Ensemble Capital Goes to China: Social Commerce vs E-commerce
This is part III in a five part series about Ensemble’s recent trip to China. Read part I for more context about the intent of the trip. Ensemble does not currently make direct investments in Chinese companies.
Read Part II
Social Commerce vs E-commerce
While 20 years ago, Chinese companies often followed trends set in the US and Europe, today it is important for western investors to pay attention to business and technology trends that are emerging first in China as leading indicators of what may occur in the US and EU. For instance, while many Americans may look at Amazon Go’s cashier-free stores as an innovation, Alibaba’s cashier-free Hema stores began being tested over three years ago. Today they are approximately 10 times as many Hema’s as there are Amazon Go locations and Hema stores are more varied in their offering with onsite shopping, delivery, freshly prepared food and even live seafood broadly available.
While Western investors are still generally focused on the rise of e-commerce and its displacement of bricks and mortar retail, the Chinese consumer economy is rotating from e-commerce to social commerce. In a classic e-commerce environment such as Amazon, consumers go to a particular website which is an online version of a store. Whether a “mall” type demand aggregation platform like Amazon.com on which third parties can list items, or a more traditional brand website like Nike.com, e-commerce has been around for over 20 years.
But social commerce on the other hand is a more diffuse model of online retail that does not directly map to offline retail in the same way as e-commerce. For a US example, Kylie Cosmetics exploded in popularity, doing half a billion in revenue in its first two years of existence, through a social commerce strategy. While KylieCosmetics.com is an e-commerce website, it is Kylie Jenner’s social media empire that drives sales. Rather than seeking to attract visitors first to an e-commerce website the way that Amazon and other online retailers traditional have, Kylie Cosmetics reaches consumers through social media platforms. Importantly it is not just the Kylie brand’s own social platforms driving users to their e-commerce site, but rather a huge network of fans that have created a cross platform brand that is far more multifaceted and dynamic than a simplistic “online store” in the model of Amazon.com.
According to the Internet Society of China, social commerce is expected to be a $300 billion market in 2019, making up 20% of the country’s e-commerce. However, with the segment growing at over 60% a year, it is forecast to reach 30% of e-commerce in 2020.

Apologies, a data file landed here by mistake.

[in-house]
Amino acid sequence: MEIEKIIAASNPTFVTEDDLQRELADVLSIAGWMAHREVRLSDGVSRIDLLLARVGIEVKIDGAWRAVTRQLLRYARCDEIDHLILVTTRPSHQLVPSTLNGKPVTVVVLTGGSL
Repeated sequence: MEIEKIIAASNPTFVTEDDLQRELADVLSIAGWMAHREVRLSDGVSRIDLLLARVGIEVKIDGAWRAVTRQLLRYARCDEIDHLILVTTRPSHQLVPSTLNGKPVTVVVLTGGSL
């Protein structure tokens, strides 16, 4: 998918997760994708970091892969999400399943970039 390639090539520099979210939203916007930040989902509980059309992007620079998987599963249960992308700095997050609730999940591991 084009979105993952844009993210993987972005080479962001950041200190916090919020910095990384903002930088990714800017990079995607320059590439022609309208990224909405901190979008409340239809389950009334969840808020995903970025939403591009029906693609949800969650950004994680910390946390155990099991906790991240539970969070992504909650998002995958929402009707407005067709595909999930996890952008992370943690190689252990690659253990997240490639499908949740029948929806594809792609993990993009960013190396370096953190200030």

Social commerce may seem on the surface like a buzz word for e-commerce companies that advertise on social media. But it is far more robust than that. Importantly, social commerce companies are playing a different game than traditional e-commerce. While B2C or “direct to consumer” (DTC) business models characterize most of developed market e-commerce, B2K2C or “business to KOL to consumer” is driving Chinese social commerce. Rather than using digital tools to access customers directly in the e-commerce business model, social commerce companies utilize both digital tools as well as the broad ecosystem of social media users to drive awareness and sales.
At social commerce companies we visited such as Ruhnn and Mogu, the business strategies discussed by the executive teams was fundamentally different from a traditional e-commerce strategy. In both cases, they viewed their job as supporting and facilitating their KOLs rather than being focused primarily on the end consumers (thus the B2K2C rather than B2C business model). One executive at Mogu pointed to JD.com as the traditional Chinese e-commerce company and explained that shopping at JD.com (much like shopping at Amazon.com) is a solitary, not social experience. Since shopping has been a social experience around the globe since far before the rise if the internet, the idea that social commerce is not a fad, but actually a more traditional form of shopping than e-commerce makes a lot of sense to us.
(A KOL preparing to film at Mogu, Inc.)
For developed market investors, it is important to recognize that consumer sales in China are not just shifting from offline to online, but from e-commerce to social commerce and that the skill sets and competitive advantages of social commerce success are quite different from traditional e-commerce. And just as importantly, the Chinese experience suggests that American and European e-commerce companies may be on the verge of shifting from benefiting from a secular tailwind of offline commerce coming online, to a secular headwind from the rise of social commerce.
Read Part IV
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